22 April 2013
BWR Classic: 2007 Plantaže Vranac Pro Corde and Ćevapčići
This post brings back so many great memories, and should be a reminder that wine treasures can be found in the most unexpected places.
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Last week I had the pleasure of spending an evening with the incomparable Samantha Dugan at the home of fellow Memphis wineblogger Michael Hughes. She and her husband had planned a visit to Louisville to visit their son on his 21st birthday, but decided to make a detour in order to meet up with Michael and me and to see some of the interesting sights of our dear River City. We had an amazing dinner of braised lamb shanks, stuffed eggplant (courtesy of Justin & Amy), roasted corn, and other delicacies, all accompanied by a slate of spectacular French wines that Sam brought with her as well as some wonderful Pacific Northwest wines provided by Michael. It was also the first time in ages that I've just sat down and simply enjoyed a bunch of great wine without taking notes, so hopefully Sam or Michael will fill in some of the blanks.
In the e-mails and messages leading up to the visit, she offered to bring me a bottle of wine, and told me to go to her store's website and pick something out. Would I make her day and pick a nice Champagne or Burgundy? No, a leopard can't change its spots and neither can a freckled wine lover. My eyes went straight to the Wines of Eastern Europe section, and I asked her for anything from the former Yugoslavia. She consulted her boss and brought me the 2007 Plantaže Vranac Pro Corde. $17, 13.5% abv. 100% Vranac (which means "black stallion") from the Podgorica region of Montenegro. Pro corde is a sort of Latin tag for "heart healthy", which is interesting because such claims are generally forbidden in the American wine market. The label used to feature a little EKG graph.
This starts out a little tart and tannic, but with only half an hour of breathing it smooths out and reveals its true character. The wine is mild and light with dominant black cherry and black pepper aromas. Touches of leather and chocolate. Cherry and fig flavors follow with a long, smooth finish. A lot of Eastern European wines are far more mild and subtle than you might think. Somehow it went really well with the hearty portion of garlic in the meal shown below.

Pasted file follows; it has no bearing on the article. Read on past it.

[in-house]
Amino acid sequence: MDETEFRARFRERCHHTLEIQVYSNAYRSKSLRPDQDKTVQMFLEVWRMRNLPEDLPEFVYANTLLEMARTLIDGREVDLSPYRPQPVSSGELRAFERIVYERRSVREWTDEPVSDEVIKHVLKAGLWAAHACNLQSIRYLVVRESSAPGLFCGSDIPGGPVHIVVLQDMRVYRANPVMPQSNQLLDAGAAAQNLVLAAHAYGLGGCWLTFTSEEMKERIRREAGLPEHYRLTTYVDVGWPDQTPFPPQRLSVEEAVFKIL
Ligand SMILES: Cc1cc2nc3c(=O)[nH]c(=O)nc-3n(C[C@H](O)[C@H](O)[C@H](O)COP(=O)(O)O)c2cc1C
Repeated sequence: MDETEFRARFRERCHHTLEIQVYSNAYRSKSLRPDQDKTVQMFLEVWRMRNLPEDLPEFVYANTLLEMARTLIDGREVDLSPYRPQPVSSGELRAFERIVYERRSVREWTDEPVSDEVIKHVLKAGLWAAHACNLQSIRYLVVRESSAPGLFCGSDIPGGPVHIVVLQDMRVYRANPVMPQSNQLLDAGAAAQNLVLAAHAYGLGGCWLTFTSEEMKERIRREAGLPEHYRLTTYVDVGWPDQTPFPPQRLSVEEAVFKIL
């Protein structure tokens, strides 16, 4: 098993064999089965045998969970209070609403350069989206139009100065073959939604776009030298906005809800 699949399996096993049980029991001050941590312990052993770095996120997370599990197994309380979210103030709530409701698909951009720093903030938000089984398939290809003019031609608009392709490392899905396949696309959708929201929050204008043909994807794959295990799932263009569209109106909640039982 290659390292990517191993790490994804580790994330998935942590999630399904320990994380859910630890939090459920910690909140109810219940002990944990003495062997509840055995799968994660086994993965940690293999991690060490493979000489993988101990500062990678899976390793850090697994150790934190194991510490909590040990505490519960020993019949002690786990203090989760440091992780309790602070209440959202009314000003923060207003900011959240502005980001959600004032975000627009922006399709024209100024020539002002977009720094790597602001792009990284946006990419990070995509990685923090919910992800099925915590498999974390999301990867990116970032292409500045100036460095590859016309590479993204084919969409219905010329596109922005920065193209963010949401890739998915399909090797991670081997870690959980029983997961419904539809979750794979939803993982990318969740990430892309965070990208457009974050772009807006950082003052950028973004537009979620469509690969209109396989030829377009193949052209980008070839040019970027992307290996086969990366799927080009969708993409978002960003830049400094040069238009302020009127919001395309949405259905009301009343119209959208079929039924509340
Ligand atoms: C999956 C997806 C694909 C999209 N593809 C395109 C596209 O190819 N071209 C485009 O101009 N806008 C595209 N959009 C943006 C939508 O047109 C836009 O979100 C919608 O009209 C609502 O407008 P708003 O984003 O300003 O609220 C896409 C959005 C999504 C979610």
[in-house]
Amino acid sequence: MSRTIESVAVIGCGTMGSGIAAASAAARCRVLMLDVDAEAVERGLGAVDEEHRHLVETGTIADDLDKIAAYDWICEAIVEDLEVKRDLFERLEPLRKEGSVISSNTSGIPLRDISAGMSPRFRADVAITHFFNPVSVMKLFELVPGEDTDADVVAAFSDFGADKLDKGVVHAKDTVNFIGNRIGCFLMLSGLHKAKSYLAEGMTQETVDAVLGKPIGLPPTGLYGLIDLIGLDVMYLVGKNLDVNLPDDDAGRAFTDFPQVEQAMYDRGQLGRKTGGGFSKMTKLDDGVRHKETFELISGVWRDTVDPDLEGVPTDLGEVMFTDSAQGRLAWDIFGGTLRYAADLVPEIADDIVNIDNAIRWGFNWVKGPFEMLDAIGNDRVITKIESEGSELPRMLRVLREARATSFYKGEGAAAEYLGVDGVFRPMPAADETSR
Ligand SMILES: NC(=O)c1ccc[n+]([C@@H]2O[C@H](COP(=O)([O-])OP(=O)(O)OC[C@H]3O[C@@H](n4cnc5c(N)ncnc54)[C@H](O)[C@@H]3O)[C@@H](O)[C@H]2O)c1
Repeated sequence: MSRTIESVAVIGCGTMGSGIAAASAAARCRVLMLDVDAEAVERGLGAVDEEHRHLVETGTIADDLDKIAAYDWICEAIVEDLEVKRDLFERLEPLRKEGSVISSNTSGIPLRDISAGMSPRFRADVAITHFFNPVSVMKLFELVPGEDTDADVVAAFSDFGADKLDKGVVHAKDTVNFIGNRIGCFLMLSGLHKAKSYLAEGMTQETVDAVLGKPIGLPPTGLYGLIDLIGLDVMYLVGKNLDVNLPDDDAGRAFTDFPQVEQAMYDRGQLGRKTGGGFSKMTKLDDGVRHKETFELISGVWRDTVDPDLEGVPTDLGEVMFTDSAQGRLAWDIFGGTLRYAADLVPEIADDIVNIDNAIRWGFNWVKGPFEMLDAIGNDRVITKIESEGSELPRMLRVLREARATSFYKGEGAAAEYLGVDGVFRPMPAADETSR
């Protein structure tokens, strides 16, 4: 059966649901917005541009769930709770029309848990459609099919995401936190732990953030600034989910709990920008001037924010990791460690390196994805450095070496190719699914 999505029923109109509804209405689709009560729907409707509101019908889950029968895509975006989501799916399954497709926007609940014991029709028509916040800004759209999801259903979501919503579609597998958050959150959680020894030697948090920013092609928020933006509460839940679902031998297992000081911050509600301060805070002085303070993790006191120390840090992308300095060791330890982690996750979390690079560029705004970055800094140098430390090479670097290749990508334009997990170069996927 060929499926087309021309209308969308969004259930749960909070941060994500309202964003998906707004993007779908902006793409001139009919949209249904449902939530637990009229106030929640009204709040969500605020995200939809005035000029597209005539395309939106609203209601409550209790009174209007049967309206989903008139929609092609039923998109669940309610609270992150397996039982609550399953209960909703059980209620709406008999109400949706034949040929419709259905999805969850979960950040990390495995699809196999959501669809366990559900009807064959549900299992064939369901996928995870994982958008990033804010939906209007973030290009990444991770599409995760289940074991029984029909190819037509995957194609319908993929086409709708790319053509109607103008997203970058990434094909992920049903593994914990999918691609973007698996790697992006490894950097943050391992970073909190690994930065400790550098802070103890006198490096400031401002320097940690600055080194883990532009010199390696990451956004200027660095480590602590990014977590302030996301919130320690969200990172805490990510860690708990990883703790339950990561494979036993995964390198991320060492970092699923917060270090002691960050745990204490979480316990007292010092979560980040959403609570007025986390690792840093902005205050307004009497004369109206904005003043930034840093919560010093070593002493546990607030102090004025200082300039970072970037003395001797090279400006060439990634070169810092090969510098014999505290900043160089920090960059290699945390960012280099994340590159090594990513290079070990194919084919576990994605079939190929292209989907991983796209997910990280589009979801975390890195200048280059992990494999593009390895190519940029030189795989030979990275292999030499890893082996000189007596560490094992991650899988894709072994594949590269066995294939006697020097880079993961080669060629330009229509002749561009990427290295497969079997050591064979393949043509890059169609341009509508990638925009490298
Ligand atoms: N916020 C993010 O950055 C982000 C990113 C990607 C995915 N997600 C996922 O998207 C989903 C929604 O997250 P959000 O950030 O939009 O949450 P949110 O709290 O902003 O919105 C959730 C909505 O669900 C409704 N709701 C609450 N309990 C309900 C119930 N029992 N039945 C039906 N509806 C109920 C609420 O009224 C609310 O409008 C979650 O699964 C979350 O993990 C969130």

When Yugoslavia broke up in the 90s, Montenegro was an on again/off again part of Serbia. It's an independent nation as of 2006, and I had intended to do a whole Montenegrin dinner. However, it's difficult to find recipes that specific in English, and Serbian cuisine is a bit more well-represented by the international food writing community. What follows are Serbian recipes and spellings, though my understanding is that variations on these dishes exist throughout the former Yugoslavia.
(Side note: in my research phase I realized that the only person I know of Serbian heritage is an eight year old boy who's a quarter Serbian based on ancestors that came over to the US over a hundred years ago. Grace informed me of the boy's opinion of Serbian food sampled at a family gathering: "They have good cheese." I've always wanted to publish his cheese reviews here--another project for another day.)
I made a batch of ćevapčići, little skinless sausages that are grilled and served with flatbread. Often these are made with some combination of ground meats, but I didn't want to make a lot of them. I stuck to beef and used plenty of paprika and garlic to amp up the flavor. I prepared a tub of tzatziki sauce the day before and served the ćevapčići in the style of a gyro or döner kebab. I threw some onion marmalade on it, and there's a little spiced brown rice hiding in the background. These little sausages are amazing, and pretty easy to make. I think it might be a fun way to play around with different sausage recipes without the grinders and casings and everything else.
In looking over recipes and reading about Serbian food, I kept seeing references to cherries, particularly sour varieties that are preserved, made into spreads, and baked into desserts. I had a lot of sweet Rainier cherries on hand, and decided to use those in višnjak piskóta, a very eggy cake that's sort of like Yorkshire pudding. I added some Luxardo Maraschino liqueur to the batter to increase the cherry flavor. It's good, but probably better for breakfast where the massive egg content makes more sense.
I plan on investigating Slavic cuisine further, since it's such an interesting fusion of Greek, Italian, Hungarian, Austrian, Turkish, and other traditions. In the meantime, sincere thanks to Sam for her gracious gift, and I promise I'll try to pay some more attention to French wines in the future.
The Montenegrin Coat of Arms shown above is a Creative Commons-licensed image from Wikipedia.